Fiona Bracken (University College Dublin) | April 6, 2018 - 16h00 | CIBIO-InBIO’s Auditorium, Campus de Vairão


Freshwater biodiversity is facing unprecedented levels of threat and has experienced over 120 extinctions worldwide within the last century. Many lotic species of conservation concern exist at low densities and are inherently difficult to detect or monitor using conventional methods. The introduction of environmental (e)DNA however, has recently transformed our ability to detect these species and enables effective deployment of limited conservation resources. This talk will focus on some of the applications for environmental DNA for conservation - including a case study which uses (e)DNA to locate spawning sites for sea lamprey in river systems, and developing assays for critically endangered species in Western Africa.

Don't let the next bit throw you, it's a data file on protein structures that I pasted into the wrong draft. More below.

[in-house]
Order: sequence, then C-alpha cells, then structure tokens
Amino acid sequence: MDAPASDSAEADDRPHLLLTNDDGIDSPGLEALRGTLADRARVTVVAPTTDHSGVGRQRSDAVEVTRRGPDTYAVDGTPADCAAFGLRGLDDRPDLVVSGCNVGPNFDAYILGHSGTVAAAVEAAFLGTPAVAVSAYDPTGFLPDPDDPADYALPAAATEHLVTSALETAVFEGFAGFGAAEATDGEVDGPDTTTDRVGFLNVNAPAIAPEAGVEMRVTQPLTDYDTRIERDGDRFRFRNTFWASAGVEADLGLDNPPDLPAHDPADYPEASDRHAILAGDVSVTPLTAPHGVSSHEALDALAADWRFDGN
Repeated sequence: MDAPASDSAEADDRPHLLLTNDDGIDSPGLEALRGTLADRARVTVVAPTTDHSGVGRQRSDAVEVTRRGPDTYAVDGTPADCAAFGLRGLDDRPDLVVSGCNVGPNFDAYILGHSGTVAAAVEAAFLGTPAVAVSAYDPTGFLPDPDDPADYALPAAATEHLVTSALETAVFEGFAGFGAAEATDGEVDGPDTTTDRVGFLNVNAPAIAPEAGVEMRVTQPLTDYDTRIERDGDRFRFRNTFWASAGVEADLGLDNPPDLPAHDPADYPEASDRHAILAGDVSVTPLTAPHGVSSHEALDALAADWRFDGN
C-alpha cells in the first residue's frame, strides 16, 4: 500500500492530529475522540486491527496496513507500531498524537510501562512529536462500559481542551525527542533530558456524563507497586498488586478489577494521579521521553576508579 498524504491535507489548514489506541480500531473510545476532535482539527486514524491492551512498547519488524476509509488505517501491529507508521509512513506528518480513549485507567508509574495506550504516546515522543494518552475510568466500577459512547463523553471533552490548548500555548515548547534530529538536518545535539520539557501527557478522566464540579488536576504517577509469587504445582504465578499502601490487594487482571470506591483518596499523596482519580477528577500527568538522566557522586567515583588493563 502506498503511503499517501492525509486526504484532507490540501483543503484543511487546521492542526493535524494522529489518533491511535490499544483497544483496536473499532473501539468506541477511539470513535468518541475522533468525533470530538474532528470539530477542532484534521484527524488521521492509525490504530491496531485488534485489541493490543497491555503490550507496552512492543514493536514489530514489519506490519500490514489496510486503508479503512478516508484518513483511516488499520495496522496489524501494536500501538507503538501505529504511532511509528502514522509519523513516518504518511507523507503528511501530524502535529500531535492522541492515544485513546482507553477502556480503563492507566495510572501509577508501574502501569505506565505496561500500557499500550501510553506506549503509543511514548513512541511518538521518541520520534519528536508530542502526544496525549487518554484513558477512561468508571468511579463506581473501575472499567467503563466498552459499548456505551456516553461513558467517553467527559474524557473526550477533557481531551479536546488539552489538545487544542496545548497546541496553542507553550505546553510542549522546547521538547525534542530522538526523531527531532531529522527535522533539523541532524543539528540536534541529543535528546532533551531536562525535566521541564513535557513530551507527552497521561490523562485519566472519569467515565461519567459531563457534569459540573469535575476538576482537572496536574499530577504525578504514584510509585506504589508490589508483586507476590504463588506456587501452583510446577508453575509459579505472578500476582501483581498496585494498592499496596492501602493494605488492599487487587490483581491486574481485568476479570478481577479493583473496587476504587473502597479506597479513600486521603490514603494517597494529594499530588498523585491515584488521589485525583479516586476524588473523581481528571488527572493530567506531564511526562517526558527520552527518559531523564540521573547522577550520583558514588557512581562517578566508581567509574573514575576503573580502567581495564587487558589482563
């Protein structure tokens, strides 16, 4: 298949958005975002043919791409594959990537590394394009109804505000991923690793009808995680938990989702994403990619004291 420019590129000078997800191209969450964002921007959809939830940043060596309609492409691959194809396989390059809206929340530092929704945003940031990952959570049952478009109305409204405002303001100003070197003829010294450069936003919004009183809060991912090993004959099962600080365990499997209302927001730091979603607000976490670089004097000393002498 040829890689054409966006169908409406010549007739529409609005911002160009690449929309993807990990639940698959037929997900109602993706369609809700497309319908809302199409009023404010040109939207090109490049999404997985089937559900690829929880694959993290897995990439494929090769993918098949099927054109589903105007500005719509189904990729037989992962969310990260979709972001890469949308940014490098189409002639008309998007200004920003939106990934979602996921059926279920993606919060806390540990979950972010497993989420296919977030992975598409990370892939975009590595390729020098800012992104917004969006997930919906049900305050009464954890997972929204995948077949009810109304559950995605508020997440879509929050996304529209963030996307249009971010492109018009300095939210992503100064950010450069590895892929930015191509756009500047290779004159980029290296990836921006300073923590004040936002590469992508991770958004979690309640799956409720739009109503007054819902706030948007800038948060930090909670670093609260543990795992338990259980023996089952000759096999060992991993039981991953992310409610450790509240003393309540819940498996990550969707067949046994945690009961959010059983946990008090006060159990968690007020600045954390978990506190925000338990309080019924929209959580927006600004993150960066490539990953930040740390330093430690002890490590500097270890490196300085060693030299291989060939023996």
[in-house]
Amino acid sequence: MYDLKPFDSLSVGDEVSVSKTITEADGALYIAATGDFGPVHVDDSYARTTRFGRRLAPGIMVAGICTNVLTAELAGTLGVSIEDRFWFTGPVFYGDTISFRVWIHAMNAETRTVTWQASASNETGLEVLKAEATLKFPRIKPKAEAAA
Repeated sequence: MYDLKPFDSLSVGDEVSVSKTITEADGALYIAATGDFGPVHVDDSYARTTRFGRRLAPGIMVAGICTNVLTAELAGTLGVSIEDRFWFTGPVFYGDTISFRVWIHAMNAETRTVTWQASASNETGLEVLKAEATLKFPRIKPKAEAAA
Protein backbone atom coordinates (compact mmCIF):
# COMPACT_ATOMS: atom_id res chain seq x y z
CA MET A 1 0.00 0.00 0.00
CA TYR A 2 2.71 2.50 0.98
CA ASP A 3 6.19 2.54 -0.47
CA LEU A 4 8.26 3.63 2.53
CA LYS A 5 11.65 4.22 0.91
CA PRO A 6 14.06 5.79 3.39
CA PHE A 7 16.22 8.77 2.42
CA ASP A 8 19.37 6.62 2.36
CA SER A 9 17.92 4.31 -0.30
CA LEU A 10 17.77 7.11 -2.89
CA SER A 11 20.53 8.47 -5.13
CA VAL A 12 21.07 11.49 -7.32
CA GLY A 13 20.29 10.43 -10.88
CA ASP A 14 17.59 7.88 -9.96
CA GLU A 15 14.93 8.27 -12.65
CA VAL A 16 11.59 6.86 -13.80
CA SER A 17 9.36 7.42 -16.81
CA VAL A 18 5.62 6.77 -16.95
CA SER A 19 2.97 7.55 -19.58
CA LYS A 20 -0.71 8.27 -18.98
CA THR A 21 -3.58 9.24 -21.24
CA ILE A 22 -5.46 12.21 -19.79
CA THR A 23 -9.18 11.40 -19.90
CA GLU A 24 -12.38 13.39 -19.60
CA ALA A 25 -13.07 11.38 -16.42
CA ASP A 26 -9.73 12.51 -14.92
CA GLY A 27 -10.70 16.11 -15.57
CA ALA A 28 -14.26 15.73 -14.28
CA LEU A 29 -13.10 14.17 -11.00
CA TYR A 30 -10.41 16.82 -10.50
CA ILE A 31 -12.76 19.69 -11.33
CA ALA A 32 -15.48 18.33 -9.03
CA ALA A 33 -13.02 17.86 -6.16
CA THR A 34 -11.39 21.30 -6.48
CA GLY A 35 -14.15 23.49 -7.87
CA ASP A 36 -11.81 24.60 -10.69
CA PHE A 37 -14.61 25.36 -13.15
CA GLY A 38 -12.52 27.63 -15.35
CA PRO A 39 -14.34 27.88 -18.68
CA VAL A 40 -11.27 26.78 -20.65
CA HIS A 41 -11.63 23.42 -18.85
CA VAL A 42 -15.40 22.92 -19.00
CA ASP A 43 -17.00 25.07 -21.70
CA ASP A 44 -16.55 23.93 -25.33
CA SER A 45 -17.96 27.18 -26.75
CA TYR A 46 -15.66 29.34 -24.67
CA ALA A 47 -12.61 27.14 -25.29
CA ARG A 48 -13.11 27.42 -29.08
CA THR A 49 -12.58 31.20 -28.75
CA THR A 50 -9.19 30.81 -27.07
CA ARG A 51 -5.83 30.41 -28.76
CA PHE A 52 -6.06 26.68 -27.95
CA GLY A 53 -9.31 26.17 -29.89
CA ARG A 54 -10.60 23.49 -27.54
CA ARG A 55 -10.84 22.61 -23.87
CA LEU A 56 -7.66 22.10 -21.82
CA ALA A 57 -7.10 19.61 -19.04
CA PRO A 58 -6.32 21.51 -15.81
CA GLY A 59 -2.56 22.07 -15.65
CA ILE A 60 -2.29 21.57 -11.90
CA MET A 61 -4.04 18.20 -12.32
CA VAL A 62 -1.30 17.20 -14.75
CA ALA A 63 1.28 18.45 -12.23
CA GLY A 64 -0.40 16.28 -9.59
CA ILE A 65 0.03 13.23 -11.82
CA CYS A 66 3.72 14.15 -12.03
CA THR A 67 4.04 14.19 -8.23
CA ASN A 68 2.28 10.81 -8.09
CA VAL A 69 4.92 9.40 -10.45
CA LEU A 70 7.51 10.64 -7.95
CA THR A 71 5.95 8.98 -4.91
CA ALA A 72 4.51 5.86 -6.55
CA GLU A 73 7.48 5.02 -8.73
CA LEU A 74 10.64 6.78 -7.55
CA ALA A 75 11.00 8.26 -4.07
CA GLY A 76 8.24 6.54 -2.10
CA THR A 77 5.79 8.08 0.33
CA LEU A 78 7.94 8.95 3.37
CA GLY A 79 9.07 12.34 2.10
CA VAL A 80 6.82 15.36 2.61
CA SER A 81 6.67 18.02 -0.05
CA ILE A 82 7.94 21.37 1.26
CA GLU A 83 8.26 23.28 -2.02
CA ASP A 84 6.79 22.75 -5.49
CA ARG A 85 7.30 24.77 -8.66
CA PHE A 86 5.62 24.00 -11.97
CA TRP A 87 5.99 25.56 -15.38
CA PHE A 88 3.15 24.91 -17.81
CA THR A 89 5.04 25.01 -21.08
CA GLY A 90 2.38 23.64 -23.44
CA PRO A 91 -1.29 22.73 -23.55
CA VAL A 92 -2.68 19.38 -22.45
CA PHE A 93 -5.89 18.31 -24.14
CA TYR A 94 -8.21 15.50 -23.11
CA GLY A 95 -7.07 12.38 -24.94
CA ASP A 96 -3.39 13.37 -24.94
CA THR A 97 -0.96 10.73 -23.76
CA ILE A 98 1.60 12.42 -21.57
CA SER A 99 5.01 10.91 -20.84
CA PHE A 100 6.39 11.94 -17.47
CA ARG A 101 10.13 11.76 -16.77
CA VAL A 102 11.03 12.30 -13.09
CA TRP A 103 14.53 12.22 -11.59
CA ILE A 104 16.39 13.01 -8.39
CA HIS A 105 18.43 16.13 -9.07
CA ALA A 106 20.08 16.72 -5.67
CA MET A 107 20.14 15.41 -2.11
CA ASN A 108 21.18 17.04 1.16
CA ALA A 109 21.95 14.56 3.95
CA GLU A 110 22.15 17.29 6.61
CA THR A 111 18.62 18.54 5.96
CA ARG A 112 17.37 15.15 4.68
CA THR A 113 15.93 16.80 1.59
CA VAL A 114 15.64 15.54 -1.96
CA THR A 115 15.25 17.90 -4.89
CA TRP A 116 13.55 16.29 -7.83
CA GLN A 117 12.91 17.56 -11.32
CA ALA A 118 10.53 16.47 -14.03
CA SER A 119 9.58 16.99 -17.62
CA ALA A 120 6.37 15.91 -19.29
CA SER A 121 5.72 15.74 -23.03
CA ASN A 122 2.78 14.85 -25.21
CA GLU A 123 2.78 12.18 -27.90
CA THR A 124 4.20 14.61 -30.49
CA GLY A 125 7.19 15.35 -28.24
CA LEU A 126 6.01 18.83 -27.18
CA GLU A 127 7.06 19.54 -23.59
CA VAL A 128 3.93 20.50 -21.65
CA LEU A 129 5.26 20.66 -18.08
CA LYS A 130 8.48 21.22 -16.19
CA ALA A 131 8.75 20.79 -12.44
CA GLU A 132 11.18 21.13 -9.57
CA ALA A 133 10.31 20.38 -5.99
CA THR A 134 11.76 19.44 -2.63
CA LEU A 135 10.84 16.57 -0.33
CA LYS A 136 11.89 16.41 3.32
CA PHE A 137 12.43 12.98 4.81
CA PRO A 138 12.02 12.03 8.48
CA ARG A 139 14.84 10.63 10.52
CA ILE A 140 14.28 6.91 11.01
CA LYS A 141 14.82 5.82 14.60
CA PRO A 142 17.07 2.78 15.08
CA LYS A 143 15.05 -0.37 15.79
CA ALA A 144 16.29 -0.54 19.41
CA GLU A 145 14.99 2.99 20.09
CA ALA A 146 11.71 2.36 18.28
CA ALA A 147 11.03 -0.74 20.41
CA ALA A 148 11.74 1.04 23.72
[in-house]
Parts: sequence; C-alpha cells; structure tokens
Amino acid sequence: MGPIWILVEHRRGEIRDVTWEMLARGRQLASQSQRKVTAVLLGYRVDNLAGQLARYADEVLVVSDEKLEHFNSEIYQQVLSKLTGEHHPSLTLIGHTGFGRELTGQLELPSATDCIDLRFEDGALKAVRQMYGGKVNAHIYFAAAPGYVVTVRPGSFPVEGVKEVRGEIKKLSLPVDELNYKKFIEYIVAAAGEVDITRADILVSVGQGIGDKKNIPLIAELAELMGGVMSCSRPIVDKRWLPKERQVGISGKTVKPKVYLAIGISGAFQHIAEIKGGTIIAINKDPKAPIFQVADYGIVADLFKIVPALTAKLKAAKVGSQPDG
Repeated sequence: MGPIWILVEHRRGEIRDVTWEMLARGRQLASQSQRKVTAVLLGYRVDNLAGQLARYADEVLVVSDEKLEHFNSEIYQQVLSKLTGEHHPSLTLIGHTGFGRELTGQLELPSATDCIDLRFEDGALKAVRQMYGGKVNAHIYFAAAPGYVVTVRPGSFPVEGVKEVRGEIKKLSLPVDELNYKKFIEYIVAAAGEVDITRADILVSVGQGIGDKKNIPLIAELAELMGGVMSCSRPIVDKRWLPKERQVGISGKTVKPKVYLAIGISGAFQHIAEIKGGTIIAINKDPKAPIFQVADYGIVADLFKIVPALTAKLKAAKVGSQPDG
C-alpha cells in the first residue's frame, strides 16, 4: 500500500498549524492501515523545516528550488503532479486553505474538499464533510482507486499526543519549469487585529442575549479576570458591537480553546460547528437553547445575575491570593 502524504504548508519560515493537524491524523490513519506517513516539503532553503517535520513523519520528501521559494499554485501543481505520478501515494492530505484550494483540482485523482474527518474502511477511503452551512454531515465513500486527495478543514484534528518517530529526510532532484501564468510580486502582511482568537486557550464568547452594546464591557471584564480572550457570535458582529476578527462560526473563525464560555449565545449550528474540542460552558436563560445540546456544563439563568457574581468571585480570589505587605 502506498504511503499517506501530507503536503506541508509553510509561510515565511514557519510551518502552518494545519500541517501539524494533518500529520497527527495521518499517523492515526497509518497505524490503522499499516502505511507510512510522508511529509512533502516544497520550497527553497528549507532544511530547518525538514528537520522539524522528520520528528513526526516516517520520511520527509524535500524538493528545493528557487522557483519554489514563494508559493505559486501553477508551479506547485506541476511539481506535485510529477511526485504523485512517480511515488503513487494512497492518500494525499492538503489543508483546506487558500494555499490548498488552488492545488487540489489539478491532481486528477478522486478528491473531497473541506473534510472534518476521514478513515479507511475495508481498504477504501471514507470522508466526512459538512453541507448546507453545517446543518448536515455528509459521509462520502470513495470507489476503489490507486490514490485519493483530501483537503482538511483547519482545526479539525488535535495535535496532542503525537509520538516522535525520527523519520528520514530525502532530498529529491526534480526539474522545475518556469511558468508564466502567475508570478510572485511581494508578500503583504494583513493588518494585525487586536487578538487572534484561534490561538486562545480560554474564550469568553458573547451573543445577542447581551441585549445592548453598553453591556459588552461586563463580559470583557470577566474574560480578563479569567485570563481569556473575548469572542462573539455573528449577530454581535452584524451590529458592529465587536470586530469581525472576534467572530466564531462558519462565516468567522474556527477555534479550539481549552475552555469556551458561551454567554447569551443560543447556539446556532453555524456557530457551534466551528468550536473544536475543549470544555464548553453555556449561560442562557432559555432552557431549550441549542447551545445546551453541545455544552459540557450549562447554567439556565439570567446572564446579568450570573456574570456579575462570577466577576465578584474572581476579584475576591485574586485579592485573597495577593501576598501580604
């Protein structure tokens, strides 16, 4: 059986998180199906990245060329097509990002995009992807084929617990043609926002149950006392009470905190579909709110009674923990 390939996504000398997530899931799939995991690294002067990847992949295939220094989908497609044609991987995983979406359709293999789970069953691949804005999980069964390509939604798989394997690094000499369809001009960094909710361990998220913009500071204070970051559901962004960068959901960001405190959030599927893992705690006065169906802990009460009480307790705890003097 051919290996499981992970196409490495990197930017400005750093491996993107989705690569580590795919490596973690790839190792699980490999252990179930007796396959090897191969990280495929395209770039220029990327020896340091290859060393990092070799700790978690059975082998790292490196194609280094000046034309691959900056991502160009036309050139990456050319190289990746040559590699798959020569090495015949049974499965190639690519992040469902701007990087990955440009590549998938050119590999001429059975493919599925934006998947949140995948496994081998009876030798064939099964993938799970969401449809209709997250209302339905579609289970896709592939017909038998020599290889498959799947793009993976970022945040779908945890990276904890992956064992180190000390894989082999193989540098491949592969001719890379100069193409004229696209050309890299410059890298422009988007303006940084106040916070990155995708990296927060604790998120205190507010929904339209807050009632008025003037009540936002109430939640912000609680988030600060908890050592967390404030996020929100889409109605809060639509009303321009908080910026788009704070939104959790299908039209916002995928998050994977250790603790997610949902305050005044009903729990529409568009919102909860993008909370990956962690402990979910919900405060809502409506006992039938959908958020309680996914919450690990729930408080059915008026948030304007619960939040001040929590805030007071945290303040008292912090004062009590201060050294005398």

Fiona Bracken is a Postdoctoral Research Fellow visiting from University College Dublin to study the potential application of metabarcoding environmental DNA samples to detect critically endangered Crocodilian species (Mecistops cataphractus and Osteolamus tetrapsis) and the pygmy hippopotamus (Choeropsis liberiensis). She completed her PhD in Evolutionary and Behavioral Ecology in 2015 under Rus Hoelzel and Martyn Lucas, at Durham University, UK. Fiona's research focuses on the conservation biology of aquatic species and she is particularly interested in molecular and community-based approaches to conservation.


[Host: Bastian Egeter, EnvMetaGen project]


Image credits: Inland Fisheries Ireland